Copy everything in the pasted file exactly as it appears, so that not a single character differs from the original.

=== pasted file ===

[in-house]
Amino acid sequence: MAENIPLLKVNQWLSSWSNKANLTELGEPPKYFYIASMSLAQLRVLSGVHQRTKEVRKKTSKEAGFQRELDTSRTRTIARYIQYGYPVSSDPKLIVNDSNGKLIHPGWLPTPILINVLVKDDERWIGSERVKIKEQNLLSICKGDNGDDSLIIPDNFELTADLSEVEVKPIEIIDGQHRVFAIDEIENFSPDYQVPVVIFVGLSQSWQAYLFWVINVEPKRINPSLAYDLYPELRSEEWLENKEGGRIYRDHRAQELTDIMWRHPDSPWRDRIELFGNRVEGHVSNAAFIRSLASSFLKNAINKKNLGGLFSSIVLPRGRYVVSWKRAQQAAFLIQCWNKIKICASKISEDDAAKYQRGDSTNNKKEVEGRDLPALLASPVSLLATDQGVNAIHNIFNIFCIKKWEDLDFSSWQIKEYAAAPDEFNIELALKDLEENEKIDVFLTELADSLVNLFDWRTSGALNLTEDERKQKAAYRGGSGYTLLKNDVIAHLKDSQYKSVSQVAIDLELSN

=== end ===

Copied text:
[in-house]
Amino acid sequence: MAENIPLLKVNQWLSSWSNKANLTELGEPPKYFYIASMSLAQLRVLSGVHQRTKEVRKKTSKEAGFQRELDTSRTRTIARYIQYGYPVSSDPKLIVNDSNGKLIHPGWLPTPILINVLVKDDERWIGSERVKIKEQNLLSICKGDNGDDSLIIPDNFELTADLSEVEVKPIEIIDGQHRVFAIDEIENFSPDYQVPVVIFVGLSQSWQAYLFWVINVEPKRINPSLAYDLYPELRSEEWLENKEGGRIYRDHRAQELTDIMWRHPDSPWRDRIELFGNRVEGHVSNAAFIRSLASSFLKNAINKKNLGGLFSSIVLPRGRYVVSWKRAQQAAFLIQCWNKIKICASKISEDDAAKYQRGDSTNNKKEVEGRDLPALLASPVSLLATDQGVNAIHNIFNIFCIKKWEDLDFSSWQIKEYAAAPDEFNIELALKDLEENEKIDVFLTELADSLVNLFDWRTSGALNLTEDERKQKAAYRGGSGYTLLKNDVIAHLKDSQYKSVSQVAIDLELSN